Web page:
With the All-Star game at Citi Field fast approaching, it felt like a good time to stir the memories of former Mets manager Davey Johnson, who was in town herding his Washington Nationals this weekend. Johnson, a four-time All-Star himself (1968-70, ’73), was, of course, the skipper of the 1986 World Champion Mets when the longtime tradition tabbed him to helm the National League squad in 1987.
Johnson’s NL squad in ’87 found runs hard to come by, but they held firm until they were able to push two scores across the plate in the 13th inning and secured an All-Star shutout, 2-0. In fact, Johnson has always been associated with All-Star victories, as his NL teammates won all four games when he was on the roster in the ‘60s and ‘70s.
“Back then, just like it is now,” Johnson said proudly, “is always a great honor.”
Johnson’s best recollection of that game in ’87 naturally involved his pitchers. “I remember the game was out in Oakland, and the last guy to pitch for us was Sid (Fernandez) at the end of the game (who got the save).
“I had used the great Cubs closer, Lee Smith, for three innings (the longest stint by any NL hurler that night), and I guess I didn’t care about him (picture Davey smiling broadly as he said this). I needed Sid for the second half (of the Mets’ season).”
Hey, a win is a win, no matter how you get it. “We won the game, so that was pretty good.”
Johnson’s memories of his All-Star appearances are a little fuzzy, perhaps purposely, as he collected only one hit in his times at-bat, often filling in for Hall of Famers such as Rod Carew late in the game, and in ’69, he didn’t even make it into the game, which is a fate that befell many All-Stars in the days when sometimes a Willie Mays or a Hank Aaron would play the entire game.
Interestingly, Johnson’s teammates in the ’73 included eight future Hall of Famers. The AL squad placed nine future Hall of Famers onto their boxscore.
It’s always a juggling act for any All-Star manager these days of trying to win and trying to place every player into the boxscore.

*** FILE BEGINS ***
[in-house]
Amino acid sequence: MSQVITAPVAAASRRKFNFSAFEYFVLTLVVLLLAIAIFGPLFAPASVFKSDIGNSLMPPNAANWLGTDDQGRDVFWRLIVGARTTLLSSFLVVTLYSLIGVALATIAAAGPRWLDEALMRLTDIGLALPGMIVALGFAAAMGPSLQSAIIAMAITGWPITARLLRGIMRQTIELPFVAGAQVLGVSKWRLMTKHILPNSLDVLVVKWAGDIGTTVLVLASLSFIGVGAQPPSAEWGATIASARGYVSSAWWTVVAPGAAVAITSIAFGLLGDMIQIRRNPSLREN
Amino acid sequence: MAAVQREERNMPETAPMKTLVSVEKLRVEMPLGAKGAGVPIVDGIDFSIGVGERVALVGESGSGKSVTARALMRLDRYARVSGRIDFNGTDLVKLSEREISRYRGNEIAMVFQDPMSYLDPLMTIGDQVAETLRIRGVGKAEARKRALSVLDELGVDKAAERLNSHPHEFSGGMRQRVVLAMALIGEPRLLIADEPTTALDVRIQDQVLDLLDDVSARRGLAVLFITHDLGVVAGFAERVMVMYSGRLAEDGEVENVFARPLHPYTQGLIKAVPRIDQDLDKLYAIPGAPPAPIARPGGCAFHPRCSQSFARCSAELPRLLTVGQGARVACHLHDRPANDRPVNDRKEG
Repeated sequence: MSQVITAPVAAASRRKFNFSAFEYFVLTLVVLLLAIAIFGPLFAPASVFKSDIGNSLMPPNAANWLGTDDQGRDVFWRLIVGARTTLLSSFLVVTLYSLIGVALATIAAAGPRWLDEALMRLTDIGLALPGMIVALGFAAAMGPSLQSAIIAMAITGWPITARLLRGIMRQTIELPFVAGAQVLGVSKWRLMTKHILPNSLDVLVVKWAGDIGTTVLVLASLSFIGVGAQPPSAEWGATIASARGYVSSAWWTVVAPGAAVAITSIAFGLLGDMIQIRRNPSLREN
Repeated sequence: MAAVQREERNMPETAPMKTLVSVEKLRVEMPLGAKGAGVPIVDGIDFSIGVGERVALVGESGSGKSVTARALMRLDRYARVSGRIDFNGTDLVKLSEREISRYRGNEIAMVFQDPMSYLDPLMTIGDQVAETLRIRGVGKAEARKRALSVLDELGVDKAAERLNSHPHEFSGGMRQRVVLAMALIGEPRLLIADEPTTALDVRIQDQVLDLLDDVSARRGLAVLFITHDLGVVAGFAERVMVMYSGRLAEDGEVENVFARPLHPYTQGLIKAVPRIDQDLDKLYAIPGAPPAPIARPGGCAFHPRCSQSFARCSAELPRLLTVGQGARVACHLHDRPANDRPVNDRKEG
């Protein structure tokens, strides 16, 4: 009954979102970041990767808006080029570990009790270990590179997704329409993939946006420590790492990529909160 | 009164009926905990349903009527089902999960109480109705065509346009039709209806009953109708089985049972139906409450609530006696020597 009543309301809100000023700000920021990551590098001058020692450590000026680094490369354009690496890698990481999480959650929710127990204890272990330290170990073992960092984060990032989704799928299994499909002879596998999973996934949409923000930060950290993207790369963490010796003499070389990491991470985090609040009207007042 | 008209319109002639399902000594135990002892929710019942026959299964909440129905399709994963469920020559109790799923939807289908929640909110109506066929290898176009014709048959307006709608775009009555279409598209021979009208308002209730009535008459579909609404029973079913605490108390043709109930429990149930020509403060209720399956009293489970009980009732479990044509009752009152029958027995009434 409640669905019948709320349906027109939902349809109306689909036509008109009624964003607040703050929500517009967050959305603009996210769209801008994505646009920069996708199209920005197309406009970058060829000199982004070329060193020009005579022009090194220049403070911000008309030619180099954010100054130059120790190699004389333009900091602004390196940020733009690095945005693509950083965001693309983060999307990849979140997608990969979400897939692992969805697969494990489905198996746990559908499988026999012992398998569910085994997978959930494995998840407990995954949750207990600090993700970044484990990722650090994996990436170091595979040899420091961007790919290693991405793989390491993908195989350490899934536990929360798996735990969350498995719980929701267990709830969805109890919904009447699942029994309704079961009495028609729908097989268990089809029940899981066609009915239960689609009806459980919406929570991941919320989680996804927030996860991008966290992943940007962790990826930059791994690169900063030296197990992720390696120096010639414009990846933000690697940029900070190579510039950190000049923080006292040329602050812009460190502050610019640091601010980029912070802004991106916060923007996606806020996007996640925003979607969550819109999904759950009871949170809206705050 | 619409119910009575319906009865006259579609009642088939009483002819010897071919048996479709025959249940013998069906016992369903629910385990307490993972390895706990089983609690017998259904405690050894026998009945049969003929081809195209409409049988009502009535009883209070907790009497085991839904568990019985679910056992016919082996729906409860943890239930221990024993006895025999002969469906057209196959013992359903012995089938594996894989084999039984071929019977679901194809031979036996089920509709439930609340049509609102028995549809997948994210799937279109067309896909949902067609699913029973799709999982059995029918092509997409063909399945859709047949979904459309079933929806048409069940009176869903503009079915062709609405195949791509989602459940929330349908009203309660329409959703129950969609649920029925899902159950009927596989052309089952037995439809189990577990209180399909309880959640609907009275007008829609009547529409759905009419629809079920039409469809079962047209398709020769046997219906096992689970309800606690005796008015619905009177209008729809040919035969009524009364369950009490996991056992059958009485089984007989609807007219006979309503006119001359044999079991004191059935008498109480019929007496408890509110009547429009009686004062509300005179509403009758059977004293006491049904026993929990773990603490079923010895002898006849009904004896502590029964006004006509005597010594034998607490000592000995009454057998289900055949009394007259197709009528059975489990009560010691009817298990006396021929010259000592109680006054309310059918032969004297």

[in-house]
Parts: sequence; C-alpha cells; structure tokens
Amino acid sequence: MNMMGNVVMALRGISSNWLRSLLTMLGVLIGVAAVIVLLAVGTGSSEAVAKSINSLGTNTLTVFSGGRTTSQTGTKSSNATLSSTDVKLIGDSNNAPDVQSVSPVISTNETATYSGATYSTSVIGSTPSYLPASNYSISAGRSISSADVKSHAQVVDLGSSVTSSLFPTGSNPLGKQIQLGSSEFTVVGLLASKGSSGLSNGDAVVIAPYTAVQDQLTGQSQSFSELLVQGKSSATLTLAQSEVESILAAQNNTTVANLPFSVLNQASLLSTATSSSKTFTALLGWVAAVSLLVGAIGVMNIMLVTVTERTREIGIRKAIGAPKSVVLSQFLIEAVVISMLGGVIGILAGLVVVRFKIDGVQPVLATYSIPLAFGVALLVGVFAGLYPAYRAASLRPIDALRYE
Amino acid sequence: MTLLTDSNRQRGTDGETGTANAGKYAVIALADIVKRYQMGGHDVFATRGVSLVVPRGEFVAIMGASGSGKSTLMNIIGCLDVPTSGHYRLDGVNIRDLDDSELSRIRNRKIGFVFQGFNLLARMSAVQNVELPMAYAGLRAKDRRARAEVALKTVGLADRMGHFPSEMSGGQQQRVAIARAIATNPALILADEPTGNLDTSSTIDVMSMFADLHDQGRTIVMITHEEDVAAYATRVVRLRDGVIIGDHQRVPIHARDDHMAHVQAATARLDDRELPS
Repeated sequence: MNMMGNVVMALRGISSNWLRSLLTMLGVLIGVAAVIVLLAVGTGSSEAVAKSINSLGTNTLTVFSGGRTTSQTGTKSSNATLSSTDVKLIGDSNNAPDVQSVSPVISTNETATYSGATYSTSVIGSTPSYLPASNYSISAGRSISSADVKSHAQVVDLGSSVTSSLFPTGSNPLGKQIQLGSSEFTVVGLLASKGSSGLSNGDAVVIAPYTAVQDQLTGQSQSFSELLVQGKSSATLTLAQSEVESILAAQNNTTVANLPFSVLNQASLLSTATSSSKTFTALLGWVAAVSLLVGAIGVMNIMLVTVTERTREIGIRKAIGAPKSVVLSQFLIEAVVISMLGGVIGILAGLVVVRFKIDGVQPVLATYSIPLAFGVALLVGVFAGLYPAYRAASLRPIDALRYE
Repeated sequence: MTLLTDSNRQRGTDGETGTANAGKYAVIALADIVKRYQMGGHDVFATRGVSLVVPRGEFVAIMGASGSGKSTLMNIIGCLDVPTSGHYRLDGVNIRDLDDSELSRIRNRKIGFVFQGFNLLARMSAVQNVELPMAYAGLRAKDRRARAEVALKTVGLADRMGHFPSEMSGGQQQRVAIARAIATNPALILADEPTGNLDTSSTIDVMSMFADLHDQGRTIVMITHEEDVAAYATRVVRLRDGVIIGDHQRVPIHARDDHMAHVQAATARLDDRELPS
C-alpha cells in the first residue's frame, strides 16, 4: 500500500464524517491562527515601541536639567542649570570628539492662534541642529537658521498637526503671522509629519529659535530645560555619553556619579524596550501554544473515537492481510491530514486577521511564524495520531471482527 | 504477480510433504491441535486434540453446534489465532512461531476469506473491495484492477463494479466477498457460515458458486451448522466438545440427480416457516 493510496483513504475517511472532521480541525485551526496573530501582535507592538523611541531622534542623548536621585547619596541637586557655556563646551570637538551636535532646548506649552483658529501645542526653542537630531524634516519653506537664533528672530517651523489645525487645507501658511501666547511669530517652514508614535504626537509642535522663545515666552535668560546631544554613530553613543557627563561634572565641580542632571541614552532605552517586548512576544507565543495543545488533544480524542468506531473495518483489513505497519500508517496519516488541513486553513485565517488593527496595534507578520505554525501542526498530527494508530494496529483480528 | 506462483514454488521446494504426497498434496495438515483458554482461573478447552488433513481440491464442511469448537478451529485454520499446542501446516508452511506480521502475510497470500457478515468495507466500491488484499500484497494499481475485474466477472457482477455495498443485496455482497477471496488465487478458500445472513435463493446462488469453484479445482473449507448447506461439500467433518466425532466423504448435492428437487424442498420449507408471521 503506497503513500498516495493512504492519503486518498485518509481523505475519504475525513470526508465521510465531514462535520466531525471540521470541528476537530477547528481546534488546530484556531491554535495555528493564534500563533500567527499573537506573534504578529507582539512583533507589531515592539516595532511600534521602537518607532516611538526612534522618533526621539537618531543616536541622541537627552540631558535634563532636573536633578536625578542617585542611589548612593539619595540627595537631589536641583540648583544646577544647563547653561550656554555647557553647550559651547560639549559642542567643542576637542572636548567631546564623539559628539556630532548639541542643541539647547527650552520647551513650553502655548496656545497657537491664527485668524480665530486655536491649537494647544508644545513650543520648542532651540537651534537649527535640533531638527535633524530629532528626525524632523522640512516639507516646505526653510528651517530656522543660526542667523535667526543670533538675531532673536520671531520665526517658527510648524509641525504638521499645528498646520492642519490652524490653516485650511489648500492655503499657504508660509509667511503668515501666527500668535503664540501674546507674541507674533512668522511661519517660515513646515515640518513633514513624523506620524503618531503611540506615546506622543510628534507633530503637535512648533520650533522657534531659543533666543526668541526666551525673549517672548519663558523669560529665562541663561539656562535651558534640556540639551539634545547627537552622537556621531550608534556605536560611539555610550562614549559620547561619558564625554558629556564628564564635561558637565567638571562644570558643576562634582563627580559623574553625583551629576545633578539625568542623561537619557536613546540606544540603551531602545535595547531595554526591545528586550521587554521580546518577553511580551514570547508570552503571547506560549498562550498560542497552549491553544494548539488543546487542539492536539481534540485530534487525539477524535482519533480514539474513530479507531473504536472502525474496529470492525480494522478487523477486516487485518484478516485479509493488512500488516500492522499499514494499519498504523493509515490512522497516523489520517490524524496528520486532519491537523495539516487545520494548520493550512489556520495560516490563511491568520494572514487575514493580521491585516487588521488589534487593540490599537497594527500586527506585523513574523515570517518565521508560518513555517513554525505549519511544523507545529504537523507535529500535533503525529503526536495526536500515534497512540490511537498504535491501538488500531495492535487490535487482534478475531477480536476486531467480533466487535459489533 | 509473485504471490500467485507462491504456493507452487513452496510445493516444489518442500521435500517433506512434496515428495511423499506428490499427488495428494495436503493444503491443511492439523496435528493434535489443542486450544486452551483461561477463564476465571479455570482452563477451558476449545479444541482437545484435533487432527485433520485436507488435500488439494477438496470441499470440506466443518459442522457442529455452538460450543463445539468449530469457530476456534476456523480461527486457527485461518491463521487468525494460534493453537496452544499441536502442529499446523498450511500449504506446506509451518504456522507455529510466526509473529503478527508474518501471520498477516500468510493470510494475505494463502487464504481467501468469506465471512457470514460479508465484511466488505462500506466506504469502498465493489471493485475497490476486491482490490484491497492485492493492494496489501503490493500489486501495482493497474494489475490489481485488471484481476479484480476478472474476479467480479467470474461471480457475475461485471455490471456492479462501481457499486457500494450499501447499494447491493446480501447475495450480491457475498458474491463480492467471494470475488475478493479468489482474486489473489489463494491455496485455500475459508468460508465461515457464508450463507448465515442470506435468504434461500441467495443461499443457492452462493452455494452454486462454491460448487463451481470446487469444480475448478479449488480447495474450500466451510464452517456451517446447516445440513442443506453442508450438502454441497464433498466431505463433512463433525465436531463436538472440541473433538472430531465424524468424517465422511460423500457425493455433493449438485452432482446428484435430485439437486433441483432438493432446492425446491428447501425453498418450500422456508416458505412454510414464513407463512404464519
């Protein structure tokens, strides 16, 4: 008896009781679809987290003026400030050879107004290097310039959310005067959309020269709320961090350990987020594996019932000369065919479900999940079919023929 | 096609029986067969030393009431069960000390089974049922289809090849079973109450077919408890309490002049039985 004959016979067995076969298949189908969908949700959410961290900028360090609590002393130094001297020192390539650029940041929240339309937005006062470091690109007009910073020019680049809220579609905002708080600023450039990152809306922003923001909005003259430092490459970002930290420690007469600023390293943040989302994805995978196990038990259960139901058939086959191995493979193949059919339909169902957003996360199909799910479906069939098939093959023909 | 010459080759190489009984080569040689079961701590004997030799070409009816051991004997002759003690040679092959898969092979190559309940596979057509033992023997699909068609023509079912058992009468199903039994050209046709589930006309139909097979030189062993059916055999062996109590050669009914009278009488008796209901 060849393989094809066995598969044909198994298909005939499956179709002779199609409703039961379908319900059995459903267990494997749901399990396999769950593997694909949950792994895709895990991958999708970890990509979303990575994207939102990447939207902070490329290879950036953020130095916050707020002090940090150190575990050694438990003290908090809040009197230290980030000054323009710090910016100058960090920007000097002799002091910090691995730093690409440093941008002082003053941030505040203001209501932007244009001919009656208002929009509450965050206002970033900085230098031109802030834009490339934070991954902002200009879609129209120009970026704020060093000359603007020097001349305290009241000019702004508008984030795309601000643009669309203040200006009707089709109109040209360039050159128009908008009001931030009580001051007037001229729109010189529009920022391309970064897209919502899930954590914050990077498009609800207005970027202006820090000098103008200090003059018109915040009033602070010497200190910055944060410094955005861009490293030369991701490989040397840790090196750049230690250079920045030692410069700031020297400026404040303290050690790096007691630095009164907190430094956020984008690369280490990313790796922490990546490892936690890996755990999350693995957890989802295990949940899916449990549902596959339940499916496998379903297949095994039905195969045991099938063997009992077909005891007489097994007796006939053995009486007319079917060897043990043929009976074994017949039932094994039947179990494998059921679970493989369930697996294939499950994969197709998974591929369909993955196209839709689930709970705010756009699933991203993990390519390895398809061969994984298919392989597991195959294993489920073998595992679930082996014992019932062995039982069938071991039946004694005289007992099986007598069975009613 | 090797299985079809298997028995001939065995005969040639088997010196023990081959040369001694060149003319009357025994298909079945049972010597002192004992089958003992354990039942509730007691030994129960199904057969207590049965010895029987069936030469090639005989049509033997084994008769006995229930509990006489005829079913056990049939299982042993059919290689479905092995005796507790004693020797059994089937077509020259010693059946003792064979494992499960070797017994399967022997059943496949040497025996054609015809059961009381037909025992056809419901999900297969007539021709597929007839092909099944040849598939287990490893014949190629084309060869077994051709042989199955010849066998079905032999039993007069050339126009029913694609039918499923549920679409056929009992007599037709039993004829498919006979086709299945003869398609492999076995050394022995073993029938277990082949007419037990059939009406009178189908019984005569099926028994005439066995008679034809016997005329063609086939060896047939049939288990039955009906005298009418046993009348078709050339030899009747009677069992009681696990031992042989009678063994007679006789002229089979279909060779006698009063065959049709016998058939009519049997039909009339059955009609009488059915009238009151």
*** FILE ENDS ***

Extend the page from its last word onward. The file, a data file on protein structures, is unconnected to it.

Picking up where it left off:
“I remember I had Pedro Guerrero, just about the best hitter in the league at the time, and I didn’t start him. I gave him only one pinch-hit. I was trying to do him a favor cause I knew he had a little knee problem. But he was mad at me for a long time after that.”
Guerrero lined out in the tenth against Tom Henke in his only at-bat, pinch-hitting for Steve Bedrosian.
“Managing the game is very difficult cause you’re trying to win the game and trying to get everybody into the game,” Johnson emphasized. “They made the trip, so you want to get everybody in, but at the same time you want to pay service to your league and to the team.”
Putting the roster together is also a way to get yourself into trouble.
“There’s always going to be guys who deserve to be there and who you just couldn’t squeeze onto the team.”
As it turned out, Johnson ended up managing six future Hall of Famers – Ryne Sandberg, Andre Dawson, Mike Schmidt, Gary Carter, Ozzie Smith, and Tony Gwynn. The AL team featured six future Hall of Famers as well – Rickey Henderson, Wade Boggs, Dave Winfield, Cal Ripken, Jr., George Brett, and Kirby Puckett.
Johnson, 70, will join Mets manager Terry Collins as the two baseline coaches for this year’s All Star game at Citi Field on July 16.
Both staffs will have a definitive Mets flavor. As is the custom, the managers of the World Series the previous year run the squads, and have choice over selecting two other current managers as coaches. San Francisco’s Bruce Bochy, himself a former Met (1982), went with Collins and Johnson. AL skipper Jim Leyland, chose ex-Mets Robin Ventura and John Gibbons.
“I’m looking forward to just being on the bench and helping out Bochy,” added Johnson, “and watching him squirm trying to win and trying to get everybody in.”